Cross Infinite World's translation uses a broader vocabulary than you tend to see in light novel translations, which makes the story flow more smoothly than it otherwise might have. There are a few comma and apostrophe errors, which are always jarring, but far fewer than I might have expected. Occasionally, I would be jarred to realize that the novel is written in the present tense, but that appears to be due more to an awkward scene transition than the translation itself. Kanon doesn't have a particularly strong voice as a narrator, but her observations of Rag are fairly keen, and he comes across as an intriguing character. We do get two small segments in his voice, as well as one from another male character's perspective during an event no one else was present for, and their voices are distinguishable from Kanon's. I fully expect that both adaptation and writing will improve as the story continues. Sadly for print media lovers, this is currently only available as an ebook.

My Favorite Song – The Silver Siren is the sort of book that gets better as you go on, not just in terms of story, but in writing as well. It does adhere to some web/light novel tropes, particularly in its attempts at comedy (and Serene can get really irritating there), but it has enough going for it to be worth checking out. The Silver Siren sets up an interesting story about a world recovering from war and a girl who gets thrown into it, with a little something about the power of music to make people happy thrown in for good measure. It isn't the most original shoujo story out there, but it fills a niche and generally makes for a fun few hours of reading time.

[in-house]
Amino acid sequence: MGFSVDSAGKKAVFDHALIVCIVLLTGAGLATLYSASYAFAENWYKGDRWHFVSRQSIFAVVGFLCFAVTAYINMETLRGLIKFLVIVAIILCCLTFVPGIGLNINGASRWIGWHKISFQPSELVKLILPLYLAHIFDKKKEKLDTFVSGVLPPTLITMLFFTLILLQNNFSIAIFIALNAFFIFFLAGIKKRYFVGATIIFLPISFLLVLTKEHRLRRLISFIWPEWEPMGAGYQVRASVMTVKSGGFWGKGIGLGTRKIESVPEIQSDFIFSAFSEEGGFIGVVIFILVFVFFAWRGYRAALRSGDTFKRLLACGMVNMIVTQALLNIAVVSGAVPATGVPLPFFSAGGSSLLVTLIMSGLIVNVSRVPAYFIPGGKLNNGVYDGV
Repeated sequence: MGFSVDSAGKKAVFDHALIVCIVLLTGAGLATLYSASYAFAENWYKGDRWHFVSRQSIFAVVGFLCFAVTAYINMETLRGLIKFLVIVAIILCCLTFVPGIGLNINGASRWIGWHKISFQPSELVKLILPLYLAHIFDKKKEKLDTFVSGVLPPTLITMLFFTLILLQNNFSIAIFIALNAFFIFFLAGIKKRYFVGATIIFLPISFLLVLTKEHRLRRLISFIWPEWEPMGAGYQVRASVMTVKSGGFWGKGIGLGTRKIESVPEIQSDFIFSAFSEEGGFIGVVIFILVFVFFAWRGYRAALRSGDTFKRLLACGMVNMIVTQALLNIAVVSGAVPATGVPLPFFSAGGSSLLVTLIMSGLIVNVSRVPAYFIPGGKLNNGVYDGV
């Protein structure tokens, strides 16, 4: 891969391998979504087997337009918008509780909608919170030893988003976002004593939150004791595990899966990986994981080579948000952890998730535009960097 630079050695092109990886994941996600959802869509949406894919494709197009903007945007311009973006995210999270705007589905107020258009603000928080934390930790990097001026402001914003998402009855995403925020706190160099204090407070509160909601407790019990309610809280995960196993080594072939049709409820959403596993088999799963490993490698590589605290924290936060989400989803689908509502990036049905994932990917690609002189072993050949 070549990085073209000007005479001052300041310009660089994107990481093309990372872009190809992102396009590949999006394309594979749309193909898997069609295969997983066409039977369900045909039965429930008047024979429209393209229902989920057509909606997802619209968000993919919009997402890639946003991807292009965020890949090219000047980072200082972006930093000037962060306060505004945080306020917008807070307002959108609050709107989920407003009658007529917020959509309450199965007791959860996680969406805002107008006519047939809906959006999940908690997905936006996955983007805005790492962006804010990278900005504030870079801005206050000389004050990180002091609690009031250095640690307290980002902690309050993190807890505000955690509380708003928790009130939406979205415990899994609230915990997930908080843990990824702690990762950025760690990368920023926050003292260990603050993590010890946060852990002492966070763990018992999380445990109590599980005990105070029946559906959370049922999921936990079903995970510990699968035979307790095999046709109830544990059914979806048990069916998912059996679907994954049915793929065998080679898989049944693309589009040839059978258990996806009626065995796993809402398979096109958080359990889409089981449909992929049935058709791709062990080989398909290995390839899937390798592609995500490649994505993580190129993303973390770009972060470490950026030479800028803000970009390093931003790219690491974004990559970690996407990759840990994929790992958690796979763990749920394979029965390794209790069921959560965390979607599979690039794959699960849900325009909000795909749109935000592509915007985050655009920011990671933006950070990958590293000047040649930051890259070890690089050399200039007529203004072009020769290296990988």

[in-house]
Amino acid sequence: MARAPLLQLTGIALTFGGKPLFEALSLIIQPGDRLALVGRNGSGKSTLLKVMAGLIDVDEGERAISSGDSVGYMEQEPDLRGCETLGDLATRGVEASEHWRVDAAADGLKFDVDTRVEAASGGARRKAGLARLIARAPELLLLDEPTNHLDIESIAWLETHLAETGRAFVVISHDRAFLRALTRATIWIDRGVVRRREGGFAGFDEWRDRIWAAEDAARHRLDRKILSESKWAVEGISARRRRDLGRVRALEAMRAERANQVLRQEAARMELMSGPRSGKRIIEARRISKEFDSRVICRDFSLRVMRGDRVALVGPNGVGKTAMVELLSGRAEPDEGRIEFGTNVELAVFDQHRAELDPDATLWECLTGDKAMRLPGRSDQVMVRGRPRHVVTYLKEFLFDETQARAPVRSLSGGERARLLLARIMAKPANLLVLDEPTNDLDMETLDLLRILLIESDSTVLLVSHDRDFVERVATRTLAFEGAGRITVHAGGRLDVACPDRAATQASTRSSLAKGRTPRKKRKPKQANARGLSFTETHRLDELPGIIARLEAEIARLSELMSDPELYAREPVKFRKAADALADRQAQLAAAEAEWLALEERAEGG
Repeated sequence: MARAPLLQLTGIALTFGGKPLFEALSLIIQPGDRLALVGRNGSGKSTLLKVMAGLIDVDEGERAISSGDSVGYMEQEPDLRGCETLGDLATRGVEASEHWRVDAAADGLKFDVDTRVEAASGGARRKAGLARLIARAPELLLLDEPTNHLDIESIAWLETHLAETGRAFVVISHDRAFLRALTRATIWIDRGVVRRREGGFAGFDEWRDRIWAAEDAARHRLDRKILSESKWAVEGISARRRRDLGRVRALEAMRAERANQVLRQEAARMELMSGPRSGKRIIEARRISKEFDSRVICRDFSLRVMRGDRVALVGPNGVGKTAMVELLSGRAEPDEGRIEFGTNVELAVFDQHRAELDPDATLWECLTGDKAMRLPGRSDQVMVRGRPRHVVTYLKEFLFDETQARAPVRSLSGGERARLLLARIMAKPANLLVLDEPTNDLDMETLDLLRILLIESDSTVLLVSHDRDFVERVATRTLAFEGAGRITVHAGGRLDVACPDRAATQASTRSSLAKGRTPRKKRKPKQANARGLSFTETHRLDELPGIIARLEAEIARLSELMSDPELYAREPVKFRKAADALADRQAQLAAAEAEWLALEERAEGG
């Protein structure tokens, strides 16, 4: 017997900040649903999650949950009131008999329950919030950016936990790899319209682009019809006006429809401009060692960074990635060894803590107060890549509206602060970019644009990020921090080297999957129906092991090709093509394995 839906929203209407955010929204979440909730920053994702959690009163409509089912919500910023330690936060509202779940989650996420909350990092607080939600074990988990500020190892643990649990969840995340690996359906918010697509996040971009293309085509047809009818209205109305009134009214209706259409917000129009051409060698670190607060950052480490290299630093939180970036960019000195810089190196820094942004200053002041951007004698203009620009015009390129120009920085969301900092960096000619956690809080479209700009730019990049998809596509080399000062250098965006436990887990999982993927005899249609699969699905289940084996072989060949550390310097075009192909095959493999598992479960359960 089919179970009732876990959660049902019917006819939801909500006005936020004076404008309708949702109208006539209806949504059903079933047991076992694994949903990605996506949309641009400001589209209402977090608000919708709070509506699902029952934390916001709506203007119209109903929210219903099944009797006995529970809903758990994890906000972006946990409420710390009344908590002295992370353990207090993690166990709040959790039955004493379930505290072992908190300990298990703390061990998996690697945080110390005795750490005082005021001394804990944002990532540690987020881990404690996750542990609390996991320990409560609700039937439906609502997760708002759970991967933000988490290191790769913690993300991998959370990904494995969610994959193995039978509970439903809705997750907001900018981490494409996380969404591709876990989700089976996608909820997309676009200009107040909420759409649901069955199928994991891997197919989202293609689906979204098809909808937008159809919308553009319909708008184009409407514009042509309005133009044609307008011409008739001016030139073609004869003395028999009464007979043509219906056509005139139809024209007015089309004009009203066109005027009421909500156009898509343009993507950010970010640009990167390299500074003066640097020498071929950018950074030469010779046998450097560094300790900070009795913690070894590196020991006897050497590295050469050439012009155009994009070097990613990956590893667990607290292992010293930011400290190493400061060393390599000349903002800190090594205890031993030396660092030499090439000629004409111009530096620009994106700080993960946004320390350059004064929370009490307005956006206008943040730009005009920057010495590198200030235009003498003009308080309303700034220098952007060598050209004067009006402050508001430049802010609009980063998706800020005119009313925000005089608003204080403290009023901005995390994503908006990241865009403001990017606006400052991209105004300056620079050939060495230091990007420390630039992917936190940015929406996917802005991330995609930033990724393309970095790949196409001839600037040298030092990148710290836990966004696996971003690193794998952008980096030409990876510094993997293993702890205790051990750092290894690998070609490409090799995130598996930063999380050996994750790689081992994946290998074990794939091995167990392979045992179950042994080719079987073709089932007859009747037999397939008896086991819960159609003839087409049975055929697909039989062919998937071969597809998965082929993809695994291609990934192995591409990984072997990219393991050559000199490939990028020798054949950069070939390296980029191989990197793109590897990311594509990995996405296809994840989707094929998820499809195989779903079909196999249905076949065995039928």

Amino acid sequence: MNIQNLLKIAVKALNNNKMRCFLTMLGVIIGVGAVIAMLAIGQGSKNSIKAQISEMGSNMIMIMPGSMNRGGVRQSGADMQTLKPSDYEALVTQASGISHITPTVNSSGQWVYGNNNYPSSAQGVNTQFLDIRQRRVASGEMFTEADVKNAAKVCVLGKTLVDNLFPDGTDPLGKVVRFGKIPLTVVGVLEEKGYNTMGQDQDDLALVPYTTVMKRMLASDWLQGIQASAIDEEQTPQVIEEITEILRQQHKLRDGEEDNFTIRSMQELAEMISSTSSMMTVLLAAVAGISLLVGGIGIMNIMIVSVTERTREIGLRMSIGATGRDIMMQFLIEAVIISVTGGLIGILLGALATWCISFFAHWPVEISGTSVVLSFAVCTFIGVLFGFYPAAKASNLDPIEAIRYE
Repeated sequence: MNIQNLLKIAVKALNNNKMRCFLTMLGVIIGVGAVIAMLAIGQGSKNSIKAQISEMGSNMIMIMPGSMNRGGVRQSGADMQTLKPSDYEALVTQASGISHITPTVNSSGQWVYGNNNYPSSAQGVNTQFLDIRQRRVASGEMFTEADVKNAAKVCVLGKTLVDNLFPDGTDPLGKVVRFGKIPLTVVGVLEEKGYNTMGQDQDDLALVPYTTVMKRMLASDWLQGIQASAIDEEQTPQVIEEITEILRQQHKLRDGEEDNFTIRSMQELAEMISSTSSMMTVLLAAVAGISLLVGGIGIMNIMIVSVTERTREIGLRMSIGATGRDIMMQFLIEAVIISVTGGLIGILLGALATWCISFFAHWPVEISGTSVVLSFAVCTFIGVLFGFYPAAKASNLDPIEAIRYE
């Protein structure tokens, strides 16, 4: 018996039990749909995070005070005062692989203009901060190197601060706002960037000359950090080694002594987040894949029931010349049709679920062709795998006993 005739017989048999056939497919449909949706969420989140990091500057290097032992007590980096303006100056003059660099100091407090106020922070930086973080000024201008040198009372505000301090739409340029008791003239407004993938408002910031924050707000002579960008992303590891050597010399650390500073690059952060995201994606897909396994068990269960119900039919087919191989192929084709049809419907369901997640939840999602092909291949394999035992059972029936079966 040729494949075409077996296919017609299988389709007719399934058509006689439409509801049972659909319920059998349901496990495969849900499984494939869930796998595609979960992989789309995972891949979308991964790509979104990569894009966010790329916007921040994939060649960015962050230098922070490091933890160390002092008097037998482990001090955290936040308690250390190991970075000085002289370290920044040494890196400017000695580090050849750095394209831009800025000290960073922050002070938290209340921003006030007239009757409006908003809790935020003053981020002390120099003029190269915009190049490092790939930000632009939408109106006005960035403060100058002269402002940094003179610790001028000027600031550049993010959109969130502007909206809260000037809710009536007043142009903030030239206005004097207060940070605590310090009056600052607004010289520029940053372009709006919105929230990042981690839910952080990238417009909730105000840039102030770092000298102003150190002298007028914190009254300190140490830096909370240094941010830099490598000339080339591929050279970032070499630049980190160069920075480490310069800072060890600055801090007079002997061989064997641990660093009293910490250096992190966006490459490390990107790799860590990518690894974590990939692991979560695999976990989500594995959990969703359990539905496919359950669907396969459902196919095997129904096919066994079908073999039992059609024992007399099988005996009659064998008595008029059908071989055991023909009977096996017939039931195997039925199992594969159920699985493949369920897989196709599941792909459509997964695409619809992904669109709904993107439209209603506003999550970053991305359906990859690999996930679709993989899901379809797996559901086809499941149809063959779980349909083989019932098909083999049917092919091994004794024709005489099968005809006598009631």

Grade:
Production Info:
Overall : B
Story : B
Art : B-

+ Interesting world, nice change that heroine is the legendary villain rather than hero, and that she wasn't a great singer before landing there, writing improves as story goes on.
Adheres to some less endearing tropes like Serene's shota-con, some grammatical issues in translation, writing takes a bit to get going

Story: Kairi Aragusuku

Full encyclopedia details about
My Favorite Song - The Silver Siren (light novel)

discuss this in the forum (22 posts) |
bookmark/share with:
Add this manga to

Review homepage / archives